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It's official: Drinking coffee makes you live longer

Newshub logoNewshub 11/07/2017 Newshub staff

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The consumption of coffee could have significant health benefits, even increasing lifespans by up to nine minutes a day according to new research.

Two new studies suggest that even a single cup of coffee a day can significantly decrease the risk of dying early. One 350ml cup can reduce the risk by 12 percent while three cups reduces the risk by 18 percent.

Sir David Speigelhalter, Winton professor for the Public Understanding of Risk at the University of Cambridge calculated that coffee consumption can increase male's lives by three months and women's by one.

"Pro-rata, that's as if that cup of coffee puts, on average, around nine minutes on a man's life, and around three minutes on a woman's. So perhaps we should relax and enjoy it," he said.

Researchers from Imperial College London and the University of Southern California (USC) who conducted the studies said the positive effects of coffee are credible because of the antioxidants in the drink.

"If you like to drink coffee, drink up. If you're not a coffee drinker, then you need to consider if you should start," said Dr Veronica Setiawan, associate professor of preventative medicine at USC.

"Coffee contains a lot of antioxidants and phenolic compounds that play an important role in cancer prevention."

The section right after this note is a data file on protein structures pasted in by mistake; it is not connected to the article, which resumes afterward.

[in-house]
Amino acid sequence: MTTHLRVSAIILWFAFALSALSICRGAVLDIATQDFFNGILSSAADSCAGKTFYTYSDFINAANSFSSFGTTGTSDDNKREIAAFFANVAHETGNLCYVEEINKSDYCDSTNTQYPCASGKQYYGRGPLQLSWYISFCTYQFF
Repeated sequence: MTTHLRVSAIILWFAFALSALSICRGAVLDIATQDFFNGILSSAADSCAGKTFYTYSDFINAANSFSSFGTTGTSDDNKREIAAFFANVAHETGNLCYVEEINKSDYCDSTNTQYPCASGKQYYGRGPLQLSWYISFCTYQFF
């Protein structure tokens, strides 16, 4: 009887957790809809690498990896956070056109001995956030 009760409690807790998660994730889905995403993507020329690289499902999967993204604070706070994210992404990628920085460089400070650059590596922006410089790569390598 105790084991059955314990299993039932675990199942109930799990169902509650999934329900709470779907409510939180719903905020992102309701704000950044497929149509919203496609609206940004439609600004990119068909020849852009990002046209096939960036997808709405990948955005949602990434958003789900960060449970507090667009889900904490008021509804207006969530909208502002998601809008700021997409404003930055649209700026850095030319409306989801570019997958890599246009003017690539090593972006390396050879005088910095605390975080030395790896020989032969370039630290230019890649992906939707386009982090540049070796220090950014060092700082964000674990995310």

Imperial researchers evaluated data from 10 European countries of over half a million people aged 35 plus.

After lifestyle factors were accounted for the researchers found that those that consumed the most coffee had a lower risk for all causes of death.

"We found that higher coffee consumption was associated with a lower risk of death from any cause, and specifically for circulatory diseases, and digestive diseases," said lead author Dr Marc Gunter of the International Agency for Research on Cancer (IARC) and formerly at Imperial's School of Public Health.

"Our results suggest that moderate coffee drinking - up to around three cups per day - is not detrimental to your health, and that incorporating coffee into your diet could have health benefits."

In the United States, a USC study of 215,000 people found that even one cup of coffee a day could reduce the risk of cancer, diabetes, liver disease, Parkinson's disease and other chronic diseases.

Professor Elio Riboli, head of the School of Public Health at Imperial, said "These findings add to a growing body of evidence which indicates that drinking coffee not only is safe, but it may actually have a protective health effect for people."

Further research is needed but for now researchers are focused on what compounds are to credit for the health benefits of coffee.

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